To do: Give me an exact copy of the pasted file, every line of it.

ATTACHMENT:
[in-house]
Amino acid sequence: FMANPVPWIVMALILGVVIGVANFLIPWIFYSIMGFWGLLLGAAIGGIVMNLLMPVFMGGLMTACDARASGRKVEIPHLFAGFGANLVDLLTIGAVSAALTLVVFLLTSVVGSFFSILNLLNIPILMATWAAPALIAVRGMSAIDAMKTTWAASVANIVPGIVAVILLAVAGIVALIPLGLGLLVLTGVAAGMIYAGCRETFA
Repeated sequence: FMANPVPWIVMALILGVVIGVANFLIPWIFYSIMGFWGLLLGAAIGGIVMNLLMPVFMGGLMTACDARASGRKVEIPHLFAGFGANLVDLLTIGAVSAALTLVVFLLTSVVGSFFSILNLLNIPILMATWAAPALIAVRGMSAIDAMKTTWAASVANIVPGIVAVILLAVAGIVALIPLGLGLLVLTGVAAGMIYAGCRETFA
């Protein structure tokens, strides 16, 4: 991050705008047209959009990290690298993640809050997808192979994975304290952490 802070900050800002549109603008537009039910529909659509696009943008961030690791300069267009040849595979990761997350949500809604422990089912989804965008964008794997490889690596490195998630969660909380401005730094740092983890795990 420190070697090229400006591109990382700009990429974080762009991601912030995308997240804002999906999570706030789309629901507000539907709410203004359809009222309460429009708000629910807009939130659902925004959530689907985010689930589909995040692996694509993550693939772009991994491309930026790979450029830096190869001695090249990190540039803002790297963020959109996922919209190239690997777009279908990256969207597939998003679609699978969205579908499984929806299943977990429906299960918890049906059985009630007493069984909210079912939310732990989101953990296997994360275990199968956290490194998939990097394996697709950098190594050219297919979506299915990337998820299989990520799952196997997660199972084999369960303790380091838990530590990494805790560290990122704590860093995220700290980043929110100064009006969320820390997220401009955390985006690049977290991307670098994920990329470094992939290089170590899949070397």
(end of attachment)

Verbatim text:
[in-house]
Amino acid sequence: FMANPVPWIVMALILGVVIGVANFLIPWIFYSIMGFWGLLLGAAIGGIVMNLLMPVFMGGLMTACDARASGRKVEIPHLFAGFGANLVDLLTIGAVSAALTLVVFLLTSVVGSFFSILNLLNIPILMATWAAPALIAVRGMSAIDAMKTTWAASVANIVPGIVAVILLAVAGIVALIPLGLGLLVLTGVAAGMIYAGCRETFA
Repeated sequence: FMANPVPWIVMALILGVVIGVANFLIPWIFYSIMGFWGLLLGAAIGGIVMNLLMPVFMGGLMTACDARASGRKVEIPHLFAGFGANLVDLLTIGAVSAALTLVVFLLTSVVGSFFSILNLLNIPILMATWAAPALIAVRGMSAIDAMKTTWAASVANIVPGIVAVILLAVAGIVALIPLGLGLLVLTGVAAGMIYAGCRETFA
């Protein structure tokens, strides 16, 4: 991050705008047209959009990290690298993640809050997808192979994975304290952490 802070900050800002549109603008537009039910529909659509696009943008961030690791300069267009040849595979990761997350949500809604422990089912989804965008964008794997490889690596490195998630969660909380401005730094740092983890795990 420190070697090229400006591109990382700009990429974080762009991601912030995308997240804002999906999570706030789309629901507000539907709410203004359809009222309460429009708000629910807009939130659902925004959530689907985010689930589909995040692996694509993550693939772009991994491309930026790979450029830096190869001695090249990190540039803002790297963020959109996922919209190239690997777009279908990256969207597939998003679609699978969205579908499984929806299943977990429906299960918890049906059985009630007493069984909210079912939310732990989101953990296997994360275990199968956290490194998939990097394996697709950098190594050219297919979506299915990337998820299989990520799952196997997660199972084999369960303790380091838990530590990494805790560290990122704590860093995220700290980043929110100064009006969320820390997220401009955390985006690049977290991307670098994920990329470094992939290089170590899949070397």